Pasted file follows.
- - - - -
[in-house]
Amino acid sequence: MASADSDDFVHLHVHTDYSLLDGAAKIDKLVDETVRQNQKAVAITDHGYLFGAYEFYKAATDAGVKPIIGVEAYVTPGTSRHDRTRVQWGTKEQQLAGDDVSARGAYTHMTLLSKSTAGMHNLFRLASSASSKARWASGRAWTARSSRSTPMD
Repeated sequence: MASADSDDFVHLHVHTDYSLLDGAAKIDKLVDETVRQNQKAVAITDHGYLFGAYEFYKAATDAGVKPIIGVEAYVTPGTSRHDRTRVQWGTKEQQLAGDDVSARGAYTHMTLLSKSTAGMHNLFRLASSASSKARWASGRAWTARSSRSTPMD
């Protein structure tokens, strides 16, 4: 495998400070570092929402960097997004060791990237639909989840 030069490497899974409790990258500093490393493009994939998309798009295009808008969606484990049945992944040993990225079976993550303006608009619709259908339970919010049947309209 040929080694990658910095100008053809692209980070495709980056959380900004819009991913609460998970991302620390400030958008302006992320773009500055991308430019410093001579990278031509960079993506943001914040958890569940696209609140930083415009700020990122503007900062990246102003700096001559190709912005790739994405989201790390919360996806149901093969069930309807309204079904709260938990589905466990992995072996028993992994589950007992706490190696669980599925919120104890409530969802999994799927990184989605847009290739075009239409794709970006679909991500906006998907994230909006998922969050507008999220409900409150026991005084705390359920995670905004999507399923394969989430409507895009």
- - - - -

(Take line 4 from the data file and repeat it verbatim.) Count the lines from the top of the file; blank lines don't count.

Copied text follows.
């Protein structure tokens, strides 16, 4: 495998400070570092929402960097997004060791990237639909989840 030069490497899974409790990258500093490393493009994939998309798009295009808008969606484990049945992944040993990225079976993550303006608009619709259908339970919010049947309209 040929080694990658910095100008053809692209980070495709980056959380900004819009991913609460998970991302620390400030958008302006992320773009500055991308430019410093001579990278031509960079993506943001914040958890569940696209609140930083415009700020990122503007900062990246102003700096001559190709912005790739994405989201790390919360996806149901093969069930309807309204079904709260938990589905466990992995072996028993992994589950007992706490190696669980599925919120104890409530969802999994799927990184989605847009290739075009239409794709970006679909991500906006998907994230909006998922969050507008999220409900409150026991005084705390359920995670905004999507399923394969989430409507895009």